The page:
Prose

“How Following the Weight Watchers Diet Turned Me into a Ring Wraith,” by David Elliott

Sep 5th, 2018 | By

A few years ago, I decided that I might need to lose a few pounds.

It was the little things, really; lack of energy, clothes that didn’t fit anymore, excessive perspiration, the fact that I hadn’t seen my penis since 1973. I thought that joining Weight Watchers would be the most sensible way of going about this, that I could lose weight in a steady, controlled manner, in a friendly environment, surrounded by like-minded people who would support and encourage me throughout the entire process.



“Diary of a Facebook Parent Group Post,” By Kristen Hansen Brakeman

Aug 29th, 2018 | By

Hi CCHS parents! It’s Sheila Rasmusen, new PTA president.
The Varsity Football fundraiser is this Saturday!



“Diner Booth Abandoned, Voiceovers of the Unexplained,” by Alexei Kalinchuk

Aug 22nd, 2018 | By

Grains of salt. Wadded napkins. A scent of slivered fried potatoes in the air. This former site of dining, this leatherette monument to food-based fellowship remains desolate. But clearly someone dined here.



“Fish Out of Water,” by James Dupree

Aug 20th, 2018 | By

There’s a fish on my desk and it’s weirding me out. It’s just sitting there. Where did this thing come from? How could it have possibly gotten on my desk? The damn thing isn’t even cooked! It’s not baked, or sautéed, or pan fried, or pan broiled, or grilled, or poached, or deep fried, or prepared in any way that would be beneficial to me. It’s just raw, and not in a creative or delicious way, like sushi. Raw!



“Resistentialism,” by Brooke Boveri

Aug 20th, 2018 | By

It started when Walt’s wife, Eve, left him. After she moved out, there was nobody around to push it back under the desk. Walt had never understood the importance of pushing it back under the desk. While Eve did so religiously, one of its first thoughts was that she had probably not understood the importance of that, either. All she wanted was a tidy room and to stop falling over it. Even though Walt rarely sat in it, he had an inexplicable tendency to leave it out of its place. Another one of its first thoughts was how much it would miss tripping Eve.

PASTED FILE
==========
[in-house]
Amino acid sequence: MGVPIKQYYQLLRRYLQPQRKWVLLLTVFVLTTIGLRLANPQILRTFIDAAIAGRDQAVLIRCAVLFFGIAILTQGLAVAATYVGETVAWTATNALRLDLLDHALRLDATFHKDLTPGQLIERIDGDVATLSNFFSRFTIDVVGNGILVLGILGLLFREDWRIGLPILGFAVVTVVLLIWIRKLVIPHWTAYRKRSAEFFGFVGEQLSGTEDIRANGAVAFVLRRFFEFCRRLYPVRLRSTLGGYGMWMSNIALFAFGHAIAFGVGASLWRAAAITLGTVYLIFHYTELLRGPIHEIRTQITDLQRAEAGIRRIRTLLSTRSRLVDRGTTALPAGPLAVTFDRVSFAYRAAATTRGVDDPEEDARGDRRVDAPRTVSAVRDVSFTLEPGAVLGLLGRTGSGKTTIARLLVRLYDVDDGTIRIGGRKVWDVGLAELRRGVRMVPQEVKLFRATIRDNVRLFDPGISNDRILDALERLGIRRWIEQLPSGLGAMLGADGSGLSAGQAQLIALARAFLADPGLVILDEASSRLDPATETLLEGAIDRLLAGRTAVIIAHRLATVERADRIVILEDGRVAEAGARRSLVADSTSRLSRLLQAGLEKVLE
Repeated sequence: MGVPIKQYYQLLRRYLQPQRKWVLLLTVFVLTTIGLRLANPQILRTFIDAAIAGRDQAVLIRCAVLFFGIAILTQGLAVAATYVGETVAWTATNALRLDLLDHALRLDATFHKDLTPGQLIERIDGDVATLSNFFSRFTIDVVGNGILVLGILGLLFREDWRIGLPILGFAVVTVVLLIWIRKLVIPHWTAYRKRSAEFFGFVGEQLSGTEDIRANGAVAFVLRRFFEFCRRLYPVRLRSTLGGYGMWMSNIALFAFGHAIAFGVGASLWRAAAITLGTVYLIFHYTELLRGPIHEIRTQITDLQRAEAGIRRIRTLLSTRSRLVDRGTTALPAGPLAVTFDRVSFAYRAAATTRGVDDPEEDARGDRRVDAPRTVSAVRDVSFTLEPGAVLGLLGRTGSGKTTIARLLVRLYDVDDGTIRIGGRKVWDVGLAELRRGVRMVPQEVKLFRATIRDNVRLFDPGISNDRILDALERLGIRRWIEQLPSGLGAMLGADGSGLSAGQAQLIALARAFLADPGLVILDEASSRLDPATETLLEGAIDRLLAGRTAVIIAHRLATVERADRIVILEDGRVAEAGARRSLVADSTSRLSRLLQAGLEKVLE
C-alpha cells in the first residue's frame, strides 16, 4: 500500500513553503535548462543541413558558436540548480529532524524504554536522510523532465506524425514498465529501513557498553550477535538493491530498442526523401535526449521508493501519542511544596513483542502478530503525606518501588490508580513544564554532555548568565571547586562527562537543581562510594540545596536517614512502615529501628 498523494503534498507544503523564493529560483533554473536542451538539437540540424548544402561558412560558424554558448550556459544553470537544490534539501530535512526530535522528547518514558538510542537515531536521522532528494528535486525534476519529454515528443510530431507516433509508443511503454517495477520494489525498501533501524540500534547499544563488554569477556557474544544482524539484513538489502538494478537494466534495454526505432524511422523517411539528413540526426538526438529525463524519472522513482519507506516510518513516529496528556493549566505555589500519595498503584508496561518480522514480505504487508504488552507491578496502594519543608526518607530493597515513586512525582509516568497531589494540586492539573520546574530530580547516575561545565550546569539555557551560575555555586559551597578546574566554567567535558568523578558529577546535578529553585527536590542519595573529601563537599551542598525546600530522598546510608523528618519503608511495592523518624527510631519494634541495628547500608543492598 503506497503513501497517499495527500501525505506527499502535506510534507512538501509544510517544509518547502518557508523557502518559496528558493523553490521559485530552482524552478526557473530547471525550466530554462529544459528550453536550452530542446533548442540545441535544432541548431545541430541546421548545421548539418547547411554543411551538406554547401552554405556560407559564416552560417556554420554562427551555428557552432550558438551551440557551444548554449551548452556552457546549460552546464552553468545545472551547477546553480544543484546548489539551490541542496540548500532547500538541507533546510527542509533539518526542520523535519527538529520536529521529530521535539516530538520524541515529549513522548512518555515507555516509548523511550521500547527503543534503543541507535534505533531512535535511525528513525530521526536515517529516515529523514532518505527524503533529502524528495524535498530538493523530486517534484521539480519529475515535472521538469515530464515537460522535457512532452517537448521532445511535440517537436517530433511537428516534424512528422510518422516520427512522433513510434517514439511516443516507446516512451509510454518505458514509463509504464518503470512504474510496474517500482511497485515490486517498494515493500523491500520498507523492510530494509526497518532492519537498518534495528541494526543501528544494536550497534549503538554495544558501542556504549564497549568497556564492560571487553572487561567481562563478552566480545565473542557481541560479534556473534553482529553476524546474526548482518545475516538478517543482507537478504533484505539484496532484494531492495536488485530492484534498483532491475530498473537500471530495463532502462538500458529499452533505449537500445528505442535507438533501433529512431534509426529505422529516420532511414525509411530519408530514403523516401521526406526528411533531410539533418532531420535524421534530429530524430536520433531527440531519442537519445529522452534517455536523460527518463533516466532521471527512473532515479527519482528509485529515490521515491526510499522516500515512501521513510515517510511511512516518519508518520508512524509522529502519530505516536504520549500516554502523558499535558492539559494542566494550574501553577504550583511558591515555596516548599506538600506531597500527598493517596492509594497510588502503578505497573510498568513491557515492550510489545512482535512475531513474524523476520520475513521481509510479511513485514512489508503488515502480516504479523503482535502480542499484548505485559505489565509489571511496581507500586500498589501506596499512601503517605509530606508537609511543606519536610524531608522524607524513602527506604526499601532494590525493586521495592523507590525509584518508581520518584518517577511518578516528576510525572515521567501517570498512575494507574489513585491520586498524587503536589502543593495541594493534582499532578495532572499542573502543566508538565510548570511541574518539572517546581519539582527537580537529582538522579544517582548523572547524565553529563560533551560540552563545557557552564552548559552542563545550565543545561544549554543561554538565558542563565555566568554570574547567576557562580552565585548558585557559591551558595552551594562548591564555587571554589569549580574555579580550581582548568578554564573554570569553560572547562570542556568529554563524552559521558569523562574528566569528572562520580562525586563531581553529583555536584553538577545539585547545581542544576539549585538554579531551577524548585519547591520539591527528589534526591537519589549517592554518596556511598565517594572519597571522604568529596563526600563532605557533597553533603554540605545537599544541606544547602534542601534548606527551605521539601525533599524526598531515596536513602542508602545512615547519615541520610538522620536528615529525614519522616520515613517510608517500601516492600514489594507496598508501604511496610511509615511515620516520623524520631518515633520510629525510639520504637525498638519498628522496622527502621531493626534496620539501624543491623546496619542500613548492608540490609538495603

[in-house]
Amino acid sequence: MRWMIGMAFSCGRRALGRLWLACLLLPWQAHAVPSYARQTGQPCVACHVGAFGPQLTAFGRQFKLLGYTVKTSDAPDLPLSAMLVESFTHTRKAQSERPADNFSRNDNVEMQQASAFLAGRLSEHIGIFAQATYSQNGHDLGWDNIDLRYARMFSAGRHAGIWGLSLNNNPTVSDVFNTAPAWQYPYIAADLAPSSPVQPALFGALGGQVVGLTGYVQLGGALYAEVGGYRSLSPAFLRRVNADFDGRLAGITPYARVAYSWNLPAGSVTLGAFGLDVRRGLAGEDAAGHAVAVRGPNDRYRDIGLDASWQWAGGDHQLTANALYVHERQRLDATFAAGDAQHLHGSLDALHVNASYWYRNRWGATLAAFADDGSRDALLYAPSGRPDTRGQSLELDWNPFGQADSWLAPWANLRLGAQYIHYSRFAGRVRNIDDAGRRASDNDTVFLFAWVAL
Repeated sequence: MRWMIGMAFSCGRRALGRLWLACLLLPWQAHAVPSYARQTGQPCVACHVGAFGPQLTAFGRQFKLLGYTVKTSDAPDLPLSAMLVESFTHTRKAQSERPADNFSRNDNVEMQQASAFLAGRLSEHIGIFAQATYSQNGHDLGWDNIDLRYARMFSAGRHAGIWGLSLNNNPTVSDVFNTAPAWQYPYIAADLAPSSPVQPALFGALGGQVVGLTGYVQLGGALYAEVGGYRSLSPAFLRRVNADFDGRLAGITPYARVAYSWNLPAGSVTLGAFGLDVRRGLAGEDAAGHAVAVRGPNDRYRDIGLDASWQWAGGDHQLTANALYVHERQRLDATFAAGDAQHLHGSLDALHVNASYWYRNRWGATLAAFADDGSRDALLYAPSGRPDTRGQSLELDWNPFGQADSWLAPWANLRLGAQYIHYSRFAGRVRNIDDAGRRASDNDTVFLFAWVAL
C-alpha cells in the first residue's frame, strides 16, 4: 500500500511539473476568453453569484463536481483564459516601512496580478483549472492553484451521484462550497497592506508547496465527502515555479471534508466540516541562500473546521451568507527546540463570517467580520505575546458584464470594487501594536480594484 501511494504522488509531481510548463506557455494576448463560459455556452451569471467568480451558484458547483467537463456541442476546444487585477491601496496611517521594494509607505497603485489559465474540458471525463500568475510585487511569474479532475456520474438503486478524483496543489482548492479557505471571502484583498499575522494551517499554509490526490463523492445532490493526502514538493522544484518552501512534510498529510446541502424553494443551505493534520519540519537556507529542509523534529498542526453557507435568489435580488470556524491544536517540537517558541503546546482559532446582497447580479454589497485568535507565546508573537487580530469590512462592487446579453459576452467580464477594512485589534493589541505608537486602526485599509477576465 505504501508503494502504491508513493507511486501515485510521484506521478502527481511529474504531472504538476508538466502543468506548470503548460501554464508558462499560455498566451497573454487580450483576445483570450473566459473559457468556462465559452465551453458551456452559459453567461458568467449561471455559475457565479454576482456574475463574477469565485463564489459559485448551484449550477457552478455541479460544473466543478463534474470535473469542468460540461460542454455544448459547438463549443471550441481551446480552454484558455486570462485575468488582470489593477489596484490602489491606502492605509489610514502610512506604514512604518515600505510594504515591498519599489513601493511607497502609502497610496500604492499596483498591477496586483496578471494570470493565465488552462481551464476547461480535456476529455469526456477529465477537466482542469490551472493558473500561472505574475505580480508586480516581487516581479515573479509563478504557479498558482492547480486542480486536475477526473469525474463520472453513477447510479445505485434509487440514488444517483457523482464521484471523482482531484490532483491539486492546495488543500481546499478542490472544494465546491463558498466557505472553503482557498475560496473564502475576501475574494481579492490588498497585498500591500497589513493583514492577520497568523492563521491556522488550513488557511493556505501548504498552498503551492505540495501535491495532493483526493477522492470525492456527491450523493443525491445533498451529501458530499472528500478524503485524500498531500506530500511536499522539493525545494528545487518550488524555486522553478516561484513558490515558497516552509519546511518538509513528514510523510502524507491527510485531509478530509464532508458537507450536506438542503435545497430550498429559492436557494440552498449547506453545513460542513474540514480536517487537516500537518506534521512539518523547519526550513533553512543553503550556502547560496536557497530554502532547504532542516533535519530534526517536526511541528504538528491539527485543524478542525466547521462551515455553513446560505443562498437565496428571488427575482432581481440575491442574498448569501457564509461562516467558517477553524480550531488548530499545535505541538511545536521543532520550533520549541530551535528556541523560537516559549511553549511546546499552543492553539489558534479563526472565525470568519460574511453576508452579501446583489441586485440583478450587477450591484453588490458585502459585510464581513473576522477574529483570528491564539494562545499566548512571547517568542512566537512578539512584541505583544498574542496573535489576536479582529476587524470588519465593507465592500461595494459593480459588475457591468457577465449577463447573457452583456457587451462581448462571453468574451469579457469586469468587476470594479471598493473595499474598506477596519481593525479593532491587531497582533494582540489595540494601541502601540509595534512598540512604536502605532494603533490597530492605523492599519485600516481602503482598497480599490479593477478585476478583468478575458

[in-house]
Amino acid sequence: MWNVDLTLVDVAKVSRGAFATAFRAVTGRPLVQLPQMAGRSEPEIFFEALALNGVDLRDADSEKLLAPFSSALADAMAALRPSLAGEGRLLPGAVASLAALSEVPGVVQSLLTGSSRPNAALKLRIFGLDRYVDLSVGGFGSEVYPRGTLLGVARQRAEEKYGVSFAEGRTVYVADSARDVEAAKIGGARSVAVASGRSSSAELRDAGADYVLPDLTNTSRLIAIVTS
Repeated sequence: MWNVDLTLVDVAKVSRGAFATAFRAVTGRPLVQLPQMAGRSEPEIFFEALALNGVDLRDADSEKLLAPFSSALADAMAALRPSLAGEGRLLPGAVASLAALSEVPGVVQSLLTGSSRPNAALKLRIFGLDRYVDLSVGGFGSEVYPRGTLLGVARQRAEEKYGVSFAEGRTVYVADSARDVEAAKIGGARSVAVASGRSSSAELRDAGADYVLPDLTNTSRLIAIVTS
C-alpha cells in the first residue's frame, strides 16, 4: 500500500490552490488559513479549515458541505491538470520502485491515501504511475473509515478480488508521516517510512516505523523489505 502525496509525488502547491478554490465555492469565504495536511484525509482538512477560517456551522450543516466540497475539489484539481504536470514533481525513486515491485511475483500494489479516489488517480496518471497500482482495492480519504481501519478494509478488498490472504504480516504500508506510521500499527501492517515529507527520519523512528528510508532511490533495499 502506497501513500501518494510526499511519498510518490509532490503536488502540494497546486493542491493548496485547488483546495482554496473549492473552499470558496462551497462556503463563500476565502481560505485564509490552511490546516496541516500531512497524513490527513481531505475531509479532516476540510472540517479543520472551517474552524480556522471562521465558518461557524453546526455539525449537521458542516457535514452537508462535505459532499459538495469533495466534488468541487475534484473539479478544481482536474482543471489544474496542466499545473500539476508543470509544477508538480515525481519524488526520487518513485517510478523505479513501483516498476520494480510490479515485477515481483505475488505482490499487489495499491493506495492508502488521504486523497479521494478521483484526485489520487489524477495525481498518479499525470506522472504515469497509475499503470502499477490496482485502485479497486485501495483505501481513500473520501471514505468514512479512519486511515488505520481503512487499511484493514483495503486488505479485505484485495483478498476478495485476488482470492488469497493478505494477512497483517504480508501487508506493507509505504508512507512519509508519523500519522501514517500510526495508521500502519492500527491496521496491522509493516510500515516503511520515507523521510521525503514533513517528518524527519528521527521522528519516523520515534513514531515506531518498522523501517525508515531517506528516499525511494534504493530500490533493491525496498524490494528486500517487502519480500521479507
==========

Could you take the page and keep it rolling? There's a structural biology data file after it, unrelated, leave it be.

“The Goddess’s Resignation,” by Laurie Brown-Pressly

Aug 20th, 2018 | By

I read through the company-wide email and my hands tremble. Although I recognize the entire middle section as my work, I read it through four more times to be sure. My work has Reginald Douchebag O’Donald’s name on the by-line. Then, I remembered. Our Thursday evening meeting ran long. I’d grown weary of Reginald’s leering and his double entendres, and I was ready to go home. While our team was waiting for our boss to approve a draft, Reginald asked to borrow my laptop for a last minute change to his fantasy football roster; his computer wasn’t connecting to the internet. Sure, I said, and slid the machine across the table hoping this would keep him distracted until the boss returned. How could I have been so naïve? Now he has used my work to get the promotion.



“Inside the Box,” by Hayleigh Santra

Aug 20th, 2018 | By

Man walks by carrying a box wrapped in tin foil. It’s impossible to see what’s inside.

S: What if he’s carrying a human head in there?

H: It’s a bunch of butterflies.

S: It’s a gecko.



“A Short Temper For Tall Tales,” by Michael Augustine Dondero

Aug 20th, 2018 | By

Lunar Base Commander Raines reporting to Houston. I’m not sure what you witnessed on your end, but we’ve got a bit of an issue up here.

I know this is going to sound fantastical but here goes:

I’m fairly certain that Command Module Pilot Aikman is a werewolf.



“Dental Imprint,” by Ben Niespodziany

Aug 20th, 2018 | By

Before I departed from the dentist’s office,
the doctor asked me if I wanted to get an imprint
of my teeth to have on file, an impression
as part of their ongoing collection.



“Let Me Fix Your Language, Germany,” by Robert McGee

Aug 15th, 2018 | By

Learning German is hard. For an English speaker, it’s nearly impossible to figure out why pizza is feminine unless it is an object. “Die Pizza—feminine subject—schemeckt fine,” but, “Kann ich ein Stuck von der Pizza—masculine object—haben?” I would like to think this happens because Germans are progressive, but I know that’s not true. Part of me knows it would be easier to remember if it were the other way around—masculine things become feminine when they are objects—but I hate that part of myself.